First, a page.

Why does Uber matter to your business legally?
Many businesses take on “consultants” believing that they are self employed and do not...Back to News and Events
Many businesses take on “consultants” believing that they are self employed and do not have employment rights.
The new disruptive software backed taxi firm Uber is facing a legal challenge from their drivers who say that the firm are in fact acting unlawfully by not offering holiday and sick pay. In fact, employment status is one of the ‘greyest’ areas of employment law.
The outcome of this matter has our entire employment department looking at the case carefully as the decision can have far reaching implications for employee’s rights and tax liabilities, as well as opening flood gates for other similar claims where companies work in a similar style.
The drivers at Uber are claiming that they are workers because the terms and conditions of their work means that Uber does have control over them therefore they cannot be said to be self-employed. If this were true the drivers are entitled to national minimum wage, holiday pay etc.
Uber will seek to argue that the drivers are their own boss and the only control that they have over them is when putting them in touch with customers. It would appear that the main argument here would be that Uber are simply a technology company who do not provide the service themselves.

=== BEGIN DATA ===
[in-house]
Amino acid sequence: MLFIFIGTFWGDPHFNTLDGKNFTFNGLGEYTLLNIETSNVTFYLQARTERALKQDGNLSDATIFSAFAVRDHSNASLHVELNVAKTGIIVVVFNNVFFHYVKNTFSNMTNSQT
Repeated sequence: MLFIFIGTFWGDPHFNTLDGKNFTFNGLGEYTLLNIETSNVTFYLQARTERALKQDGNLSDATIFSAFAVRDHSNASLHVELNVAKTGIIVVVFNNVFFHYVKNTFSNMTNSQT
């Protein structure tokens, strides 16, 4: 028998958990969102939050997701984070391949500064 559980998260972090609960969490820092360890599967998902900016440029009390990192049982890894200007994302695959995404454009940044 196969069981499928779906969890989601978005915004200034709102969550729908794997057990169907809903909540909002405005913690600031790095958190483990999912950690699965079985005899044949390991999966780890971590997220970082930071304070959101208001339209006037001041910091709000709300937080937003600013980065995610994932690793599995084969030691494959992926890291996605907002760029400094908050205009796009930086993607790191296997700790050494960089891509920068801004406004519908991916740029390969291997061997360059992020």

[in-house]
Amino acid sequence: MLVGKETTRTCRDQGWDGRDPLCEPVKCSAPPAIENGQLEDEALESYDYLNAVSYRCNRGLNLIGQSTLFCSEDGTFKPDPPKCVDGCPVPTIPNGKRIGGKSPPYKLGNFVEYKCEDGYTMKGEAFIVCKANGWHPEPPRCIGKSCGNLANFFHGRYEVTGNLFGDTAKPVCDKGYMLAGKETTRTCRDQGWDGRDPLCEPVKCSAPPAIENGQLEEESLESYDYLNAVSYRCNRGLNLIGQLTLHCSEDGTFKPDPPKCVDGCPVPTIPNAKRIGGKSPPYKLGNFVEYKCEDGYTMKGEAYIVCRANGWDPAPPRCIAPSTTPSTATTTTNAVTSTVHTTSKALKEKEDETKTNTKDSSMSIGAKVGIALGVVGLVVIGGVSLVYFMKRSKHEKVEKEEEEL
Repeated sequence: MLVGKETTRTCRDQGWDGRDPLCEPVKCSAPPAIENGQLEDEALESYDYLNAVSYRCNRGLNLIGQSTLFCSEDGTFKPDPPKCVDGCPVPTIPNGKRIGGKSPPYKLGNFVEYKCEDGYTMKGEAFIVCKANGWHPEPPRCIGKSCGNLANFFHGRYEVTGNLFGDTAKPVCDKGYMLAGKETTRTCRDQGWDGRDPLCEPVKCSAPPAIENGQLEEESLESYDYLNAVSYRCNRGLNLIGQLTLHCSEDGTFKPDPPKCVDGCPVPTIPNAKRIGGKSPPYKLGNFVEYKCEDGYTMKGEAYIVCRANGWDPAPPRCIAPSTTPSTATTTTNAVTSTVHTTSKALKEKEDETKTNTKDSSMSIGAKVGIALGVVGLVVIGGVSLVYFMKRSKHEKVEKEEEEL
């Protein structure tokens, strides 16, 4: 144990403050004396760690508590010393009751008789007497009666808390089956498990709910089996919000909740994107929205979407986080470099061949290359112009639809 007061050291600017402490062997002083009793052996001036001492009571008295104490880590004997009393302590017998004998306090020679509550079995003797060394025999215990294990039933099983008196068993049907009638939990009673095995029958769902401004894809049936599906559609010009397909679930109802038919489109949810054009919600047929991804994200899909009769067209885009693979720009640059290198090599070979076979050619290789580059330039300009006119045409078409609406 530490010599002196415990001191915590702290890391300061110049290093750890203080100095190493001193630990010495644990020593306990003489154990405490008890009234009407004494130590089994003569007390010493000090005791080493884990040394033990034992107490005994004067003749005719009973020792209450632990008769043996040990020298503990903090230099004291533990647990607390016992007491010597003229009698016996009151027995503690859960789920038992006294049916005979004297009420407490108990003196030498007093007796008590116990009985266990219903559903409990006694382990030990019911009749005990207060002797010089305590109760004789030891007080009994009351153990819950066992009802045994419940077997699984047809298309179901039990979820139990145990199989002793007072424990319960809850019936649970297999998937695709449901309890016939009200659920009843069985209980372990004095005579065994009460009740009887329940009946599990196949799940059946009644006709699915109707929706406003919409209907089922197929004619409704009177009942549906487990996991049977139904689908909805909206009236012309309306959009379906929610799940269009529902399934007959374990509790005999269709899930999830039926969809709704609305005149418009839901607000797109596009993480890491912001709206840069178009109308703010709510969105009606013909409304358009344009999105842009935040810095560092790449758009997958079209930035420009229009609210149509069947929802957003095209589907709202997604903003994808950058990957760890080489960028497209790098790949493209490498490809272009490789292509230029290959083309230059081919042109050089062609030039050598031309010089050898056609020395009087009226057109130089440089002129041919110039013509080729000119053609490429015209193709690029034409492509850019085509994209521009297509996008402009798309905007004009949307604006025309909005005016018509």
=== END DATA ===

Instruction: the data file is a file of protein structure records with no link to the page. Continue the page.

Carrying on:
A number of questions in any employment status related case have to be raised: Do they have to do the work themselves? Can someone at any time tell them what to do, where to carry out the work or how to carry out the work? Are there a set amount of hours that have to be followed?
If the answer to any of the above questions can be yes then this might be indicative of an employee or worker status. Someone is more likely to be classed as being self employed if they provide the main items and equipment, needed to carry out the work, themselves. Someone can also fall under the self employed status if they work for fixed fees, irrelevant of the time spent on each job, or if they are to work regularly for a number of different people and companies.
Do you have people working for you whose employment status appears to be grey? Could you be acting unlawfully and failing to give these people the correct employment rights and benefits? If so, our Employment law team can help you today. Call Adam on 01270 625478, or email him at firstname.lastname@example.org.